If this is the reality then, that kind but assertive males have truckloads of women after them, why does the “nice guy” get such a bad rap? Geher and Kaufman conjecture that it’s because when women slap the label of celibacy on a man’s forehead “NICE GUY” in actuality “they mean overly nice guys.” (p. 184) This moniker speaks more about what the woman feels rather than says something about the guy. Women of high self-esteem and maturity are less negatively affected by incredibly generous behavior but less secure women don’t like how overly nice men make them feel – like they are a bad person but not being as altruistic or that they are unworthy of attention from such a giving man. But people in general don’t like over-the-top nice people – research supports that study participants looked with disfavor on individuals who were extremely competent, who offered too much help, or who adhered to a moral position strongly. (p. 184) Hey, goody-two-shoes, the angels want their loafers back.

But truly nice guys can finish last (and, ahem, often do, as the above generous traits of nice guys have women reporting more orgasms with them, and that they are more likely to perform oral sex on their partner – tuck that away for pondering, ladies). (p. 191) Bad boy traits may be fine for short-term relationships but women in it for the long haul are looking for good genes (men who are assertive, funny and physically attractive) and who demonstrate good parenting potential (kind and considerate). Clearly having both sets makes you a catch, but in studies, when a handsome asshole goes toe to toe with a homely nice guy, the nice guy always wins. (p. 187) Go beta!

So What Does All This Research Mean for Romance Fiction?

Naturally, this is the question I immediately asked myself on finishing the book. While entertained by the authors’ excellent writing and comprehensive approach to the evolutionary psychology of mating, I think they succeeded in blowing a few well-done (perhaps over-done) tropes out of the water.

Exactly. Love can only do so much and after that, it’s called therapy.

The first is that I’m calling for the death of the manwhore. A man who truly loves women and goes from woman to woman with intent and friendship (with hot sexy benefits) does not incur my ire, but all too often we get cold alpha heroes who use women like Kleenex and it’s explained away that “they knew the score.” I’m not sure a one-night stand where you barely can recall the person’s face and name actually says anything positive about a hero, who may very well not deserve that label until he can prove his worth. Consider that his inability or choice not to commit is often credited to a particular psychological trauma – his abandonment by a parent(s), a damaging first love, or his whole platoon blowing up in front of him and he’s working through the survivor’s guilt – and we have a recipe for our hero needing therapy, not a just a heroine who has what romance calls “the magic vagina” that cures all ills. Let’s not give the manwhore a pass without acknowledging his emotional damage and demonstrating that it takes more than the insta-lust and the love of a good woman to heal him. I’m just not a believer.

Villains might be able to have great dimension if the idea of the narcissist (or better yet, the Dark Triad) come into effect. There are numerous books on narcissism (and specifically narcissistic men) that have story after story to help flesh out what this personality disorder looks like in the context of women who have had relationships, either family or romantic ones, with a narcissist. When I read so many antagonists who are practically cardboard cutouts, I say, give the villain a backstory! Understanding his or her psychology is a big piece of writing that character well and infusing your story with conflict that will make the HEA that much more satisfying.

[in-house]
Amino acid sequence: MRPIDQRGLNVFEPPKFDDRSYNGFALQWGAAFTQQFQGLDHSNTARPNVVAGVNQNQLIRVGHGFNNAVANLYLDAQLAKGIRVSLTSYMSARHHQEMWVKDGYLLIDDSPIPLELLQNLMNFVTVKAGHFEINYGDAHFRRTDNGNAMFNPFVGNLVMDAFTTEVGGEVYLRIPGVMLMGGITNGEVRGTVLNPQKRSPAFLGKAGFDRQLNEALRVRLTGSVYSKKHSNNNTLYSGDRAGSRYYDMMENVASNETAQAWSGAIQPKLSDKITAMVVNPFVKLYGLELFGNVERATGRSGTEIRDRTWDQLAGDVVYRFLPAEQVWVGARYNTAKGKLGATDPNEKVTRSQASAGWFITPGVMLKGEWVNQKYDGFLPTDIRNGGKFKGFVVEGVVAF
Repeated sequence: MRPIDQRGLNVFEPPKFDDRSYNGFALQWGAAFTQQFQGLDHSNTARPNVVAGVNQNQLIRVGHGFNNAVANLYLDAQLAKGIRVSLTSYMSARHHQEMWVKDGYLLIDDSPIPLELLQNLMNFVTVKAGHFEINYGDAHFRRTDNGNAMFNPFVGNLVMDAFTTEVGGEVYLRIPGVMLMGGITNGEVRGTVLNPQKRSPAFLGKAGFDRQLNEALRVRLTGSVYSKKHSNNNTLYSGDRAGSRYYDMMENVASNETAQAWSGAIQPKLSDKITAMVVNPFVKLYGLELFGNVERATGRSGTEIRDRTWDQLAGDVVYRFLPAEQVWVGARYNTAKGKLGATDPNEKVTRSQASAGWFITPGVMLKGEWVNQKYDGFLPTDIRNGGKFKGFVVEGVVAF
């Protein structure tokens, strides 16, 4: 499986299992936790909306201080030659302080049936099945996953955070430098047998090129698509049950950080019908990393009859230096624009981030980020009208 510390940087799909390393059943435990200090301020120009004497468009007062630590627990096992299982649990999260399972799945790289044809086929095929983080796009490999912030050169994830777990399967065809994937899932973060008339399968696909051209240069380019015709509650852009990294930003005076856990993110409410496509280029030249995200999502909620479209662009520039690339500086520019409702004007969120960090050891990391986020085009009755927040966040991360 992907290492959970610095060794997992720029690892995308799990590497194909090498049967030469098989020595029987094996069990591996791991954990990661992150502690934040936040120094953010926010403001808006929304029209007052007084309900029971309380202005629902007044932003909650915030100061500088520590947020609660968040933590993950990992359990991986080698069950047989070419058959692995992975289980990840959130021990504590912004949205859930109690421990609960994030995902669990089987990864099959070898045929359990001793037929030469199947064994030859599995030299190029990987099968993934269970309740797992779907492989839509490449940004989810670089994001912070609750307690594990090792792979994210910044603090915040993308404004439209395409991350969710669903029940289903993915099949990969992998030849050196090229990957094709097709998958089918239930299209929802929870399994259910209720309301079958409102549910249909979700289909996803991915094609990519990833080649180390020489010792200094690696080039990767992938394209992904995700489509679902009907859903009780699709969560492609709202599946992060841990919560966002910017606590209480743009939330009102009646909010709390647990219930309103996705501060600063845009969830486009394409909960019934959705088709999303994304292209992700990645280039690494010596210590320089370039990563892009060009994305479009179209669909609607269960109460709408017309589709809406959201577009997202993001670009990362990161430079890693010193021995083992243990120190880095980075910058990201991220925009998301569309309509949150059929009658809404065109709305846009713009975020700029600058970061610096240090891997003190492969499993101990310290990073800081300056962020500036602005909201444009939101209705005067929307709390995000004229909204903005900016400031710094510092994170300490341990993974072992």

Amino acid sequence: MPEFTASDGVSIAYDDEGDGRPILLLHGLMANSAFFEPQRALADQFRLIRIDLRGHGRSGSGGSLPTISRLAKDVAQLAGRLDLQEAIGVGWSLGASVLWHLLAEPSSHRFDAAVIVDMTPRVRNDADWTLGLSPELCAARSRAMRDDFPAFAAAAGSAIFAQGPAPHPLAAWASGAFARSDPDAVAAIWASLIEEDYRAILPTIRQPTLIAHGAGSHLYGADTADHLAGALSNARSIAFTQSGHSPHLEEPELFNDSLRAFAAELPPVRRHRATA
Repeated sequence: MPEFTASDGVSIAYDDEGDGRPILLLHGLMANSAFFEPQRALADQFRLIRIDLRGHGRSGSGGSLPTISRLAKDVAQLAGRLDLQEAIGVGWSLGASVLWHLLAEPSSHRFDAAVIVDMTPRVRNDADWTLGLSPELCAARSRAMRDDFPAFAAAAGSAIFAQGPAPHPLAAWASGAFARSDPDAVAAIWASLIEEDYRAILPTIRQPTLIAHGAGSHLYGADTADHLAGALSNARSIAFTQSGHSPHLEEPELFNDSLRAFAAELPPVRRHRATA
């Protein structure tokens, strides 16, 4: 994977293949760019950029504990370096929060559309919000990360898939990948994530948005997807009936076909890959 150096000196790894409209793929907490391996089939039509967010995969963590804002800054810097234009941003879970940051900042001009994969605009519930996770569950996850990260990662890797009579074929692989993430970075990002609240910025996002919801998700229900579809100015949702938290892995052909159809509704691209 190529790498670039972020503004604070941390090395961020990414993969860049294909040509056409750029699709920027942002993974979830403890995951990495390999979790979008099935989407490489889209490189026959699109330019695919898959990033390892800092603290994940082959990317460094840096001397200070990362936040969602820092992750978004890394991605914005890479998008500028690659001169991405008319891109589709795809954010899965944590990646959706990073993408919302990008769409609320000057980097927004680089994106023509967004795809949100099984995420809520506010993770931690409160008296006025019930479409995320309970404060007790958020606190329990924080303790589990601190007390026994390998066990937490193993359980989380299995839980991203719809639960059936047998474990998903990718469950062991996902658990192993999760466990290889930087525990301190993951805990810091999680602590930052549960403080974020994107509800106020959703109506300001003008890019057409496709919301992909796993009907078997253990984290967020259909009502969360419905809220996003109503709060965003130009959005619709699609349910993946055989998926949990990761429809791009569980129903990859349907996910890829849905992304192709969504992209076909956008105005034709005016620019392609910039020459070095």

The Witness by Nora Roberts (Berkley, April 2012) – A great beta is just as sexy as any alpha.

Lastly, let’s bring back the beta. A great example of a book using a beta as hero is Nora Roberts’ The Witness. My mother and I not only adored this book, but had an entire conversation about how the small town police chief, Brooks Gleason, was certainly decisive and strong, but how his demeanor of a laid-back, easy going guy bent on protecting his town from any threats was very beta, and it was such a breath of fresh air. Let’s occasionally tone down the testosterone and demonstrate that some men can be the nice guy most of the time, and still show their dominance when they need it (and only then).

But more than anything else, I would ask that romance readers and writers be smart. We each have our own experiences upon which to draw in the world of sexual attraction but let’s not turn away or ignore what science can give us in insight into the dance that is the journey to a happily ever after. Glenn Geher and Scott Barry Kaufman have given us an outstanding resource in Mating Intelligence Unleashed, and we would all do well to use their efforts for good!

Happy reading!! :-)

Falling for the Marine by Samanthe Beck Surpasses Previous Books in the Series (and That’s Saying Something!)

28 Oct

Falling for the Marine (McCade Brothers #2) by Samanthe Beck (Entangled, October 28, 2013)

It’s official. With this third book in the McCade Brothers series, Samanthe Beck has catapulted to the top of my “must-buy/pre-order it, dammit!” list.

While I knew I loved her writing from reading the first two books, Lover Undercover (the first book) and the interim novella in Lovers Unmasked, “Wicked Games” which I adored, there’s always that scarred part of any voracious reader which rears its inner dialogue head. “What if you don’t like the next book? What if there’s sloppy editing? Or you hate the hero? They might not be as good and then your hopes will be dashed on the rocks of anti-climactic sequels!!! Mwhahahahahaha!!”